Limestone is a sedimentary rock, composed mainly of skeletal fragments of marine organisms such as coral, forams and molluscs. Its major materials are the minerals calcite and aragonite, which are different crystal forms of calcium carbonate (CaCO3). About 10% of sedimentary rocks are limestones.
Use of Limestone
- Limestone is very common in Architecture.
- Limestone was also a very popular building block in the middle ages in the areas where it occurred since it is hard, durable, and commonly occurs in easily accessible surface exposures. Many medieval churches and castles in Europe are made of limestone. Beer stone was a popular kind of limestone for medieval buildings in southern England.
- Limestone and marble are very reactive to acid solutions, making acid rain a significant problem. Many limestone statues and building surfaces have suffered severe damage due to acid rain. Acid-based cleaning chemicals can also etch limestone, which should only be cleaned with a neutral or mild alkaline-based cleaner.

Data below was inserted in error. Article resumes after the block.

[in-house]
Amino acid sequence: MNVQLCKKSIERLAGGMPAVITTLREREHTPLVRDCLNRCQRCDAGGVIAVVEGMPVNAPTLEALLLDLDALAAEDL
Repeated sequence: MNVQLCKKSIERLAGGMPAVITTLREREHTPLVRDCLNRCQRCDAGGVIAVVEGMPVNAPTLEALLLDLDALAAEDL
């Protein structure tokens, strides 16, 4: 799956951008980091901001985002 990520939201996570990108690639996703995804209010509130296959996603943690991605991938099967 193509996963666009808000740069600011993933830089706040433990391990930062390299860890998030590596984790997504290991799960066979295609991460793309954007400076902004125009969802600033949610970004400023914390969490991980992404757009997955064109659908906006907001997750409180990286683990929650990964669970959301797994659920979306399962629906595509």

- It is the raw material for the manufacture of quicklime (calcium oxide), slaked lime (calcium hydroxide), cement and mortar.
- Pulverized limestone is used as a soil conditioner to neutralize acidic soils (agricultural lime).
- Is crushed for use as aggregate—the solid base for many roads as well as in asphalt concrete.
- Geological formations of limestone are among the best petroleum reservoirs;
- As a reagent in flue-gas desulfurization, it reacts with sulfur dioxide for air pollution control.
- Glass making, in some circumstances, uses limestone.
- It is added to toothpaste, paper, plastics, paint, tiles, and other materials as both white pigment and a cheap filler.
92 – 95%
0 – 6 mm/ 6 -25 mm/ 10 -30 mm/ 25 -50 mm/ 40 -80 mm